Youngstown Sheet & Tube Co. v. Sawyer, 343 U.S. 579; 72 S. Ct. 863; 96 L. Ed. 817 (1952)
Facts—In 1951 a dispute arose between the steel companies and their employees over terms and conditions in new collective bargaining agreements. Long-continued conferences failed to settle the dispute. The employees’ representative, United Steel Workers of America, CIO, announced its intention to strike when the agreements expired on December 31. The Federal Mediation and Conciliation Service intervened, but unsuccessfully, and the president then referred the dispute to the Federal Wage Stabilization Board to investigate and make recommendations for fair and equitable terms of settlement. This failing, the union called for a nationwide strike to begin at 12:01 a.m., April 9. The indispensability of steel led President Truman to believe that the proposed strike would immediately jeopardize national defense (the United States was engaged in conflict in Korea), and he issued an executive order directing Secretary of Commerce Charles Sawyer to seize the steel mills and keep them running.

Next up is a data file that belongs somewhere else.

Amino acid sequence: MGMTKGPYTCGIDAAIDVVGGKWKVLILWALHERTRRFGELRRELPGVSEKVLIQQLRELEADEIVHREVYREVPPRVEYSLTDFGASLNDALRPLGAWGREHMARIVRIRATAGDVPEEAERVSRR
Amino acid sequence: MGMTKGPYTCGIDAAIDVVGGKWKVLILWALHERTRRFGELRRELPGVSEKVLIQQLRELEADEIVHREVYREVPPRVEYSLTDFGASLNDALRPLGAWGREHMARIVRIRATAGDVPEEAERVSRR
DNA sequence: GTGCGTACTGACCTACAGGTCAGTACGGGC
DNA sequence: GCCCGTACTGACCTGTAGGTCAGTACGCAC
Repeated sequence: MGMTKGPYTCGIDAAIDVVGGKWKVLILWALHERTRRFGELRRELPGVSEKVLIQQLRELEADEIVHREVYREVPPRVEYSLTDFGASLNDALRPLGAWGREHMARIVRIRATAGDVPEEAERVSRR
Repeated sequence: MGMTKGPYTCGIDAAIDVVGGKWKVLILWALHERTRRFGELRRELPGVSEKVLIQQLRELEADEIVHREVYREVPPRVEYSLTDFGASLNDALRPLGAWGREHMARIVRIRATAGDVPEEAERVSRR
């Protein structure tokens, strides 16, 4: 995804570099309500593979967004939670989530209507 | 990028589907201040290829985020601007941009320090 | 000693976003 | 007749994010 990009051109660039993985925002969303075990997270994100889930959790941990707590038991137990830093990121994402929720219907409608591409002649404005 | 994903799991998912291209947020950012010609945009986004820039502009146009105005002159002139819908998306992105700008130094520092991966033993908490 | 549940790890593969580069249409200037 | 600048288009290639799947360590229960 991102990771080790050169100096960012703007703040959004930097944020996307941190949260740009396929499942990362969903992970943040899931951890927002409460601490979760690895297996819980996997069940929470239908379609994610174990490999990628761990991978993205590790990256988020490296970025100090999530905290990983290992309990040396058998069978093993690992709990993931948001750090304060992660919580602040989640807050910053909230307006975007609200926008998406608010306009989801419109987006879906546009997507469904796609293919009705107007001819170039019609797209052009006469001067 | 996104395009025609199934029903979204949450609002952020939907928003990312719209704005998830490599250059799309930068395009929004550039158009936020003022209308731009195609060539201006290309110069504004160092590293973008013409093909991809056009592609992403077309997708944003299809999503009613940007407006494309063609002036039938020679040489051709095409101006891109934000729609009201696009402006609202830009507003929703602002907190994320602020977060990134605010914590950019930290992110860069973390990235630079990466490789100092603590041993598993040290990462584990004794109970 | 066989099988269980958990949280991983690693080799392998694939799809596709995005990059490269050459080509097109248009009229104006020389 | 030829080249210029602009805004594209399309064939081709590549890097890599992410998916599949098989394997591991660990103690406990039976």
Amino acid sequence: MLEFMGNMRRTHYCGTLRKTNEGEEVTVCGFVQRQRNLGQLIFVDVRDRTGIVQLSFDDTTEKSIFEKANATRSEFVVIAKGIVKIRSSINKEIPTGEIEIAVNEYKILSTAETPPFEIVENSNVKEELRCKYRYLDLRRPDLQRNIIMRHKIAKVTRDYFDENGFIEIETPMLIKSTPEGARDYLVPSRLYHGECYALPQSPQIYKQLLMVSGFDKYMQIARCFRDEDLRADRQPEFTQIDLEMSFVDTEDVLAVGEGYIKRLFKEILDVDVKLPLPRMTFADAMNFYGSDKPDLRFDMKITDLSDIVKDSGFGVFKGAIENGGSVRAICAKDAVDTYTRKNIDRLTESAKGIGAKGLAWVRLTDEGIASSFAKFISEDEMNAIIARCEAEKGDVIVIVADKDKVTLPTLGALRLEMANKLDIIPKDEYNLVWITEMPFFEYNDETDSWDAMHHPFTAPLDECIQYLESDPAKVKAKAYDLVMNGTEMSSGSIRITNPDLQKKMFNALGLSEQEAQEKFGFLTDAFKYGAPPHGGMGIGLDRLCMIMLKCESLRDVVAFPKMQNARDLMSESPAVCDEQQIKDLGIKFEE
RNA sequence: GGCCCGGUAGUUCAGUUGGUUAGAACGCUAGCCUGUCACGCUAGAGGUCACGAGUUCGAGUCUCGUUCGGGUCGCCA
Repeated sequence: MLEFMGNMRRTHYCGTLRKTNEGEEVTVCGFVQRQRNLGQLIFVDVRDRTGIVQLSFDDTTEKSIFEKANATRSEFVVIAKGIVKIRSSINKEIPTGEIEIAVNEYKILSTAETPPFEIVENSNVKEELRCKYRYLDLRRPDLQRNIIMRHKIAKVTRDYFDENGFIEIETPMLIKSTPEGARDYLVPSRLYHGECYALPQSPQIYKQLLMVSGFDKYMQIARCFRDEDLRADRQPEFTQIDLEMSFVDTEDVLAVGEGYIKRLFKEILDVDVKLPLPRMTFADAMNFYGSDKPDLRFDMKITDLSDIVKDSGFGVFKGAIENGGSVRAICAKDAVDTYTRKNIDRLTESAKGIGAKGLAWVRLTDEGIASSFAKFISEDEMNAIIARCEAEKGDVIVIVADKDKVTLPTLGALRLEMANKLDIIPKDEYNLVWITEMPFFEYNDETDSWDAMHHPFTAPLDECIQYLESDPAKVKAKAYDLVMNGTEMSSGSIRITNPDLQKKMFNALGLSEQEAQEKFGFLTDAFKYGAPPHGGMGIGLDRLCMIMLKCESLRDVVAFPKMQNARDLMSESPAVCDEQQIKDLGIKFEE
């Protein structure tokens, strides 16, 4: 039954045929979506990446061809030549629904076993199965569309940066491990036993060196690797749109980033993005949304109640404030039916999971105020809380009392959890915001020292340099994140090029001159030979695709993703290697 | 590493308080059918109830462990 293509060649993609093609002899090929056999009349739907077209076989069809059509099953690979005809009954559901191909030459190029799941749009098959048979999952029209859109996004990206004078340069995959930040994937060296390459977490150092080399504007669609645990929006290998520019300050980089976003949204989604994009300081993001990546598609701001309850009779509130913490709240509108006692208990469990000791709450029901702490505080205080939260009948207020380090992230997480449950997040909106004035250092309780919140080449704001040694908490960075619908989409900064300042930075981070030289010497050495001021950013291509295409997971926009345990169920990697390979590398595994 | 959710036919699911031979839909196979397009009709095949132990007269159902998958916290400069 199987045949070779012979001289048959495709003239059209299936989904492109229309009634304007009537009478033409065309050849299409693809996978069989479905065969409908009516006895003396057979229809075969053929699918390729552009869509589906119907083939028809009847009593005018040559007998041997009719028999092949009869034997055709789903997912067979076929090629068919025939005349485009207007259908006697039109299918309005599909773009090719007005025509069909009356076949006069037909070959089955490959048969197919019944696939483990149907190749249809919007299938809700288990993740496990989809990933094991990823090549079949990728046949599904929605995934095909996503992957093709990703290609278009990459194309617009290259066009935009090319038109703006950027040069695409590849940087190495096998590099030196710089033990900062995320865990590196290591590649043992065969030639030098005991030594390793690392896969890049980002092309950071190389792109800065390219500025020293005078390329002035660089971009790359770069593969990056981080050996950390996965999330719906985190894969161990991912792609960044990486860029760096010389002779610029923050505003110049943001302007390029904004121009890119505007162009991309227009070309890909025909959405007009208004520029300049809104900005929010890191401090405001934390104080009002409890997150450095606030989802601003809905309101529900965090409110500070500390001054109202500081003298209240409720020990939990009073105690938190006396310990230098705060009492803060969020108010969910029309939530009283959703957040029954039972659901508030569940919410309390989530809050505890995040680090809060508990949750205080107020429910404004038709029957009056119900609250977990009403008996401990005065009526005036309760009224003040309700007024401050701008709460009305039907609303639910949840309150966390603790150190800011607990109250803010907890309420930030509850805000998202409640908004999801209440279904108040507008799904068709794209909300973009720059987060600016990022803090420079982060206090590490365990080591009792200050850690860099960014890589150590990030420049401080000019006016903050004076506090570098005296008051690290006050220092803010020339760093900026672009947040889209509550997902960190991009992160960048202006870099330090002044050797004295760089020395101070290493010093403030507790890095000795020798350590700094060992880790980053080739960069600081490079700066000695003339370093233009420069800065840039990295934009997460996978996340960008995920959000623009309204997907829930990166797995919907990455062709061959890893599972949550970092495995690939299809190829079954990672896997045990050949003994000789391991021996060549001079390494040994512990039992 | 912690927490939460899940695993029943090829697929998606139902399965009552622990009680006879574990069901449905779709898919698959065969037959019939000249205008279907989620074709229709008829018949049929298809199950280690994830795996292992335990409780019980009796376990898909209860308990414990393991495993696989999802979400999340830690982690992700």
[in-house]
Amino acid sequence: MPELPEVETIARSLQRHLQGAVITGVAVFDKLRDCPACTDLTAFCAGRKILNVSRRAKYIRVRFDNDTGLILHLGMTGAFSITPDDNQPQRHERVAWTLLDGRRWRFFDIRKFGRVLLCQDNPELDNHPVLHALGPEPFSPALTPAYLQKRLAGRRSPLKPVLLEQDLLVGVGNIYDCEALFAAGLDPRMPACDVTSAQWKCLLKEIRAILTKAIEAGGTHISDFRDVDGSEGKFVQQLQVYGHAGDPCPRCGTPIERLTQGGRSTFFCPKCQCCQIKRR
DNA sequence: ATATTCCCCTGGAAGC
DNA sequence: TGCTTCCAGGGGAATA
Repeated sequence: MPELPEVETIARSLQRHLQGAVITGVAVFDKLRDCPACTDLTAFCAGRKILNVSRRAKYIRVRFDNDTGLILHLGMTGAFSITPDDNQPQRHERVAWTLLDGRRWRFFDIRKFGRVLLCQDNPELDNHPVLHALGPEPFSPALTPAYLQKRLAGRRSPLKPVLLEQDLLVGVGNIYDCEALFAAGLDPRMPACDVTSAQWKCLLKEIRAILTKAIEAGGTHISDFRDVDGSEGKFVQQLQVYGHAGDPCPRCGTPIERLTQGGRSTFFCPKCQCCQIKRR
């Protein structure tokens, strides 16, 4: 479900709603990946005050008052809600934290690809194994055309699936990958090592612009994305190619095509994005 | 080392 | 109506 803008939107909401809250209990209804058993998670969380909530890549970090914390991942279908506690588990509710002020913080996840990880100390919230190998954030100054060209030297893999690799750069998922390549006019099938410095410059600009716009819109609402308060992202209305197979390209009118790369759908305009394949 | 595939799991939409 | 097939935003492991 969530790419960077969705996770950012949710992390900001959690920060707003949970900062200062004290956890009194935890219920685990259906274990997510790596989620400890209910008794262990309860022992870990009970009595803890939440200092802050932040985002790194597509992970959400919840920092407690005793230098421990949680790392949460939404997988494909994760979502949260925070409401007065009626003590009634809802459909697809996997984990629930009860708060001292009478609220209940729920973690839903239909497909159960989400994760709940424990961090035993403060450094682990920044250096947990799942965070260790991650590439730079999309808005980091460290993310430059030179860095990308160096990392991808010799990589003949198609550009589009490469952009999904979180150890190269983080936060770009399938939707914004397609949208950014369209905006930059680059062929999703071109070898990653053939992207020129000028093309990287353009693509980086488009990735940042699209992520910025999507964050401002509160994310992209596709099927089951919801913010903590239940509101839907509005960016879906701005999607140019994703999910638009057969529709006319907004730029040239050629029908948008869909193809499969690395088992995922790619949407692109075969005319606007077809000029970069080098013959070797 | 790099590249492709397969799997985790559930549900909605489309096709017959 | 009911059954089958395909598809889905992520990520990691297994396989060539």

Question—Is the seizure order within the constitutional power of the president?
Reasons—J. Black (6–3). The power of the president to issue such an order must stem from an act of Congress or from the Constitution itself. Only two statutes authorize seizure under certain conditions, but the government admitted these conditions were not met. Moreover, the Congress rejected an amendment to the Taft-Hartley Act authorizing governmental seizures in an emergency. Nor is there any provision in the Constitution that would warrant this seizure. As commander-in-chief of the Armed Forces, the president has no right to seize private property to keep labor disputes from stopping production. This was a matter of Congress only, not for military authorities. Neither does the Constitution permit the president to legislate—a function that belongs only to Congress, in good times or in bad times. “This seizure order cannot stand.”
In a notable concurring opinion, J. Jackson distinguished among cases where a president was acting with the consent of Congress (and his pow- ers were therefore at their maximum), where a president was acting in the absence of congressional authorization (a kind of twilight zone), and cases (where presidential powers were at their minimum) where the president was acting contrary to congressional specification. Since Congress had specifically rejected the idea of granting the president the power to seize industry, Jackson though this case fell within the latter category.
J. Vinson, J. Reed, and J. Minton thought that the majority opinion reduced the president’s role to that of a congressional errand boy and would have deferred to the president’s view that his intervention was necessary for national defense.